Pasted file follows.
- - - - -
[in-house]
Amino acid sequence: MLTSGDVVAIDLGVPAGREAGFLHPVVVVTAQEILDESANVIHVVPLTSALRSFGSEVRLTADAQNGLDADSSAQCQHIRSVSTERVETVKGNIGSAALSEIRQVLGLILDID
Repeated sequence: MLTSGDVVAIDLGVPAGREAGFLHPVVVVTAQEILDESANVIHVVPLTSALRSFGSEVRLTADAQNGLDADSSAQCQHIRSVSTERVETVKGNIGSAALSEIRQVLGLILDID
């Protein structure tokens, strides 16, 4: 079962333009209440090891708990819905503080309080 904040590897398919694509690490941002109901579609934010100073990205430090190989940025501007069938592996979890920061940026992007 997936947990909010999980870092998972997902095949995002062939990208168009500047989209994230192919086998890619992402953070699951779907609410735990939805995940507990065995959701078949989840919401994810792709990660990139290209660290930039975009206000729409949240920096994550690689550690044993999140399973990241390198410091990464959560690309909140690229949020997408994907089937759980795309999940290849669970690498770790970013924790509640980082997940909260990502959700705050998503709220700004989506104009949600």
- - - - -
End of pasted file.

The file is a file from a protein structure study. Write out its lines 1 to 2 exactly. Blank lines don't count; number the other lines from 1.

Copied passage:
[in-house]
Amino acid sequence: MLTSGDVVAIDLGVPAGREAGFLHPVVVVTAQEILDESANVIHVVPLTSALRSFGSEVRLTADAQNGLDADSSAQCQHIRSVSTERVETVKGNIGSAALSEIRQVLGLILDID